[Marxism] FDA approves next-day pill: step forward for abortion rights

Fred Feldman ffeldman at bellatlantic.net
Fri Aug 25 03:48:36 MDT 2006

A retreat from the trend to treat abortion as though it was already
outlawed,. and its legal status was just an irritating technicality. Of
course, the age restriction is outrageous.
This backdown by the FDA folliows the setbacks to the attempt to outlaw
abortion in North Dakota and Misissippi. None of these battles is
settled, but botrh signal the impact that a revived women's movement
could have.
This will probably also further undermine base among rightists Christian
Fred Feldman
August 25, 2006

F.D.A. Approves Broader Access to Next-Day Pill 

arris/index.html?inline=nyt-per> GARDINER HARRIS

WASHINGTON, Aug. 24 - The
d_and_drug_administration/index.html?inline=nyt-org> Food and Drug
Administration on Thursday approved over-the-counter sales of the
morning-after contraceptive pill to women 18 and older, resolving one of
the most contentious issues in the agency's 100-year history.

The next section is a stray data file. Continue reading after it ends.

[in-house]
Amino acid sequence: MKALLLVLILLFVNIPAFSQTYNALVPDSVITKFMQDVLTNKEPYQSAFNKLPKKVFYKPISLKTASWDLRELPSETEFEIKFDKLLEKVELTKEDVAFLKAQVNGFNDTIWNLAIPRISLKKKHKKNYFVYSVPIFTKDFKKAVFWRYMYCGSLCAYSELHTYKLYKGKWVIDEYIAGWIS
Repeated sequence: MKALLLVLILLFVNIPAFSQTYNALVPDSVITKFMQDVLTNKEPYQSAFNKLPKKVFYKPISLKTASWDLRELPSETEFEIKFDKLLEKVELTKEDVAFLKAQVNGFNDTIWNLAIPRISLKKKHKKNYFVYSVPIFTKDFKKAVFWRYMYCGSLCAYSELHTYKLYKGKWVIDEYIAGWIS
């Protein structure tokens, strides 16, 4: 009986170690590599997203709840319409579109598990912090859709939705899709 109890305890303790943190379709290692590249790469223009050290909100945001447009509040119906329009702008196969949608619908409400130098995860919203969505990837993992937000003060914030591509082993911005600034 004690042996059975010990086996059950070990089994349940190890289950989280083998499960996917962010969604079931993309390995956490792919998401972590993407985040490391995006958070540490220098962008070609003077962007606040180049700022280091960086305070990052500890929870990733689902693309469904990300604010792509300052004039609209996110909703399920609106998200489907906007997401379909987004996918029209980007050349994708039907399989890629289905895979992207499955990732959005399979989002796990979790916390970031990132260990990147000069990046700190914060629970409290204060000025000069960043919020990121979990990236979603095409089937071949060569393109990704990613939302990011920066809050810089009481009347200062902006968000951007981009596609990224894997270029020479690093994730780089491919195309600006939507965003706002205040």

Nationwide over-the-counter sales of the drug, Plan B, are expected to
start by the end of the year. It will be sold in pharmacies and health
clinics only, and buyers must show proof of age. Anyone under age 18
will still need a prescription. Men may also buy Plan B for a partner. 

The prescription drug now sells for $25 to $40 per two-pill dose, but
the manufacturer, Barr
Pharmaceuticals of Woodcliff Park, N.J., said the price could change. 

The agency's decision, which took three years and spanned the terms of
three F.D.A. commissioners, did little to dampen what has became a
central part of the nation's debate on
/index.html?inline=nyt-classifier> abortion. Abortion rights advocates
argue that the wide availability of Plan B may reduce abortions;
abortion opponents assert that Plan B will cause them. 

Abortion rights advocates hailed the F.D.A.'s decision on Thursday,
although many bemoaned the age restriction.

"We are pleased that a common sense, common ground agenda for reducing
pics/pregnancy/index.html?inline=nyt-classifier> pregnancy and the need
for abortion finally won out," said Kirsten Moore, president of the
Reproductive Health Technologies Project in Washington.

Abortion opponents threatened political retribution, however, and were
displeased when President Bush backed the agency's decision.

"Let there be no mistake about it," said the Rev. Thomas J. Euteneuer,
president of Human Life International, an anti-abortion group based in
Virginia. "Today's decision lies at the feet of President Bush and has